Editors: Thomas Ken Description: The SmallChurchMusic site was commenced in 2006 grew out of the requests from those struggling to provide suitable music for their services and meetings. Rev. Clyde McLennan was ordained in mid 1960’s and was a pastor in many small Australian country areas, and therefore was acutely aware of this music problem. Having also been trained as a Pipe Organist, recordings on site (which are a subset of the smallchurchmusic.com site) are all actually played by Clyde, and also include piano and piano with organ versions. All recordings are in MP3 format. Churches all around the world use the recordings, with downloads averaging over 60,000 per month. The recordings normally have an introduction, several verses and a slowdown on the last verse. Users are encouraged to use software: Audacity (http://www.audacityteam.org) or Song Surgeon (http://songsurgeon.com) (see http://scm-audacity.weebly.com for more information) to adjust the MP3 number of verses, tempo and pitch to suit their local needs. Copyright notice: Rev. Clyde McLennan, performer in this collection, has assigned his performer rights in this collection to Hymnary.org. Non-commercial use of these recordings is permitted. For permission to use them for any other purposes, please contact manager@hymnary.org. Home/Music(smallchurchmusic.com) List SongsAlphabetically List Songsby Meter List Songs byTune Name About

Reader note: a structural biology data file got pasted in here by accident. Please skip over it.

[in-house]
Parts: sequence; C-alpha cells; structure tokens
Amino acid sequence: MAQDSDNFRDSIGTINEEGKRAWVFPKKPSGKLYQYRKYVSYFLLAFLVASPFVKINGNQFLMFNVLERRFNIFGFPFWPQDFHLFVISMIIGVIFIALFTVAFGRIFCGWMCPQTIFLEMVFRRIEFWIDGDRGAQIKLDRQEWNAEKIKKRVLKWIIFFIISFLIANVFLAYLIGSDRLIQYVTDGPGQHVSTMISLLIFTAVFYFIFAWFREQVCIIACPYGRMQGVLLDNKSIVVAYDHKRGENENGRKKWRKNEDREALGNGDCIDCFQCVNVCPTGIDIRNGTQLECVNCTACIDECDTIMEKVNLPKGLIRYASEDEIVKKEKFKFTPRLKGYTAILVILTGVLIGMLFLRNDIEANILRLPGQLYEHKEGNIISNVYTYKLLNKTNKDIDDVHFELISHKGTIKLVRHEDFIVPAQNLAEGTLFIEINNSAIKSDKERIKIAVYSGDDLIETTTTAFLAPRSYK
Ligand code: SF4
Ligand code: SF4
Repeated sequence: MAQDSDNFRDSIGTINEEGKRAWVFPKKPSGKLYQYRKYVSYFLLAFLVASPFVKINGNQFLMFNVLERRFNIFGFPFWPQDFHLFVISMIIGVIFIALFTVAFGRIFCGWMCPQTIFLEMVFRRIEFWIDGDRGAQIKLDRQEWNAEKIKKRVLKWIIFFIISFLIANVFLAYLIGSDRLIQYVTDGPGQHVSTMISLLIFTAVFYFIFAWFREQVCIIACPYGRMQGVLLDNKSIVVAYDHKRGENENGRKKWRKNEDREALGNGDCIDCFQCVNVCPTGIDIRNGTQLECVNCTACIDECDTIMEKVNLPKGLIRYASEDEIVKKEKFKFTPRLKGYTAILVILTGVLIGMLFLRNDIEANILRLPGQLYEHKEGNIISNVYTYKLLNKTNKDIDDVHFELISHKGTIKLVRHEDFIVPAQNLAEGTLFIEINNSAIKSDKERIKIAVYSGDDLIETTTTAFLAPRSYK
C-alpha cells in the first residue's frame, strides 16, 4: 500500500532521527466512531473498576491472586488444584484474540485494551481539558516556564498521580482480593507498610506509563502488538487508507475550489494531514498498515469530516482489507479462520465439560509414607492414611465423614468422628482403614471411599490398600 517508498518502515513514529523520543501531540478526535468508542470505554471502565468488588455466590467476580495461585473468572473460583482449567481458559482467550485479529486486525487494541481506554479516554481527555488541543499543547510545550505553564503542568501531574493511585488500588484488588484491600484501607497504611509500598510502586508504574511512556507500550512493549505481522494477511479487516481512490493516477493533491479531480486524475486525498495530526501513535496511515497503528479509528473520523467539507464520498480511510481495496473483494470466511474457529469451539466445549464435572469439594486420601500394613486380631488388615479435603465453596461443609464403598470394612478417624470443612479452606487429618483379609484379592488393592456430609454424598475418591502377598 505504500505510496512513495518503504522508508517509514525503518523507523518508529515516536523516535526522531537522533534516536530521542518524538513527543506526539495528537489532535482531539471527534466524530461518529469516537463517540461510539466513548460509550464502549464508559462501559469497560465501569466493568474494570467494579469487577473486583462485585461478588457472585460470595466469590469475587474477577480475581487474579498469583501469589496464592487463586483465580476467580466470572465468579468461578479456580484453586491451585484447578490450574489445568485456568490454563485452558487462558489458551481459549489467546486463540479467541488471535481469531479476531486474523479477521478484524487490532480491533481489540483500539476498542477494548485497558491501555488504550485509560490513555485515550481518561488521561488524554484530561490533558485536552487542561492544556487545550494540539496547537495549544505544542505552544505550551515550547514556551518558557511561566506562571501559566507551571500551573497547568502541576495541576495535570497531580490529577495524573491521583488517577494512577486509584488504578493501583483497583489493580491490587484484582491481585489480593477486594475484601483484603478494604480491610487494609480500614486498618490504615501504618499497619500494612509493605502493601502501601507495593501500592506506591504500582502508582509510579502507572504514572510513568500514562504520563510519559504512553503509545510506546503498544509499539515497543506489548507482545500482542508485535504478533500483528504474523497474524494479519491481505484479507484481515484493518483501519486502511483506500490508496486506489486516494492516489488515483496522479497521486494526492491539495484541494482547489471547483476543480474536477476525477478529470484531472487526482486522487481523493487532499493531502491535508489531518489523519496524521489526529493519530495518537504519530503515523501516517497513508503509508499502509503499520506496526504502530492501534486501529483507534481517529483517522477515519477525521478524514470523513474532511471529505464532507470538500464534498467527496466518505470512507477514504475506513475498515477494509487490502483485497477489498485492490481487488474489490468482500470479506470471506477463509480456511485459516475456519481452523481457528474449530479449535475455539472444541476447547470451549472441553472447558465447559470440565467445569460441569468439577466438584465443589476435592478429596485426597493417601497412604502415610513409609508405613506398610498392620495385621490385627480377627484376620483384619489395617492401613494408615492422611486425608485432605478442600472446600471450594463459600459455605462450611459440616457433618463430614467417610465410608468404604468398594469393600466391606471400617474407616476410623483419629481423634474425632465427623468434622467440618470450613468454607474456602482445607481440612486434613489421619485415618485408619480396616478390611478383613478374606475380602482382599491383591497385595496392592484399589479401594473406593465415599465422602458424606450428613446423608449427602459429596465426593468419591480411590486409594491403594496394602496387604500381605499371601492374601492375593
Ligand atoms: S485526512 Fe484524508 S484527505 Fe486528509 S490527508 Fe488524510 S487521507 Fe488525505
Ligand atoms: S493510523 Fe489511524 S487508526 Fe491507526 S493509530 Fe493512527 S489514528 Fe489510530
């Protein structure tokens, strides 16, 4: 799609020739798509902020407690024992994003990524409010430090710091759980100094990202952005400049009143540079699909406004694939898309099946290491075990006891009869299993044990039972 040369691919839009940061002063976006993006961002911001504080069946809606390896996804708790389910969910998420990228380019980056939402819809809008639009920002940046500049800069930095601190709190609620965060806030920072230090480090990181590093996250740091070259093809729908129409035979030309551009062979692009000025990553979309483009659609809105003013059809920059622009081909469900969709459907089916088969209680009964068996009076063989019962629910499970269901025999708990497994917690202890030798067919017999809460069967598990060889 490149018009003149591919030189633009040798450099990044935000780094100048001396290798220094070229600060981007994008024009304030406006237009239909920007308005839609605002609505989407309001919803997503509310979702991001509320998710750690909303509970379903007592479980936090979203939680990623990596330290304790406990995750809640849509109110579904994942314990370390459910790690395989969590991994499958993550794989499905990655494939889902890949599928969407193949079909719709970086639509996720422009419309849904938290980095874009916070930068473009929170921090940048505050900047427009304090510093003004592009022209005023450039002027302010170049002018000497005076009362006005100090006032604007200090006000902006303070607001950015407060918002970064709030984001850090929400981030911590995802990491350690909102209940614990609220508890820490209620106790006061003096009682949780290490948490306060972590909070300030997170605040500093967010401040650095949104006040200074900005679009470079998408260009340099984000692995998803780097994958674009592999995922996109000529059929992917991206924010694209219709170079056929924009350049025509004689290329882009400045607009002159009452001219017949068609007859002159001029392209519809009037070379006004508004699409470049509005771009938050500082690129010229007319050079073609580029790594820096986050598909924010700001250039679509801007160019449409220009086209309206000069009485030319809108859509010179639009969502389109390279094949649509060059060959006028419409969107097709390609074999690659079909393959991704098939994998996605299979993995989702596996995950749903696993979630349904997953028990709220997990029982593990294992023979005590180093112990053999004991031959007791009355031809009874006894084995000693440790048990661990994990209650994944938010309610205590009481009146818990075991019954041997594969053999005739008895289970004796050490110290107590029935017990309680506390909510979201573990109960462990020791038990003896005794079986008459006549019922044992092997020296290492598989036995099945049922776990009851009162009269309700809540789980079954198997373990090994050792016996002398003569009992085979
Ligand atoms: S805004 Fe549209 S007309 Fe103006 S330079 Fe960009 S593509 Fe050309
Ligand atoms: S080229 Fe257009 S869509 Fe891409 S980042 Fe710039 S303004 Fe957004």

Christian Classics Ethereal Hymnary

Publication Date: 2007 Publisher: Grand Rapids, MI: Christian Classics Ethereal Library

The Book of Common Praise

Publication Date: 1939 Publisher: Oxford University Press Publication Place: Toronto

Products

A tranquil setting of a traditional French lullaby. The use of canon makes the parts easy to learn,…
Two voices in canon sing verses paraphrased from Psalm 100, adding a short fanfare in the middle.Ser…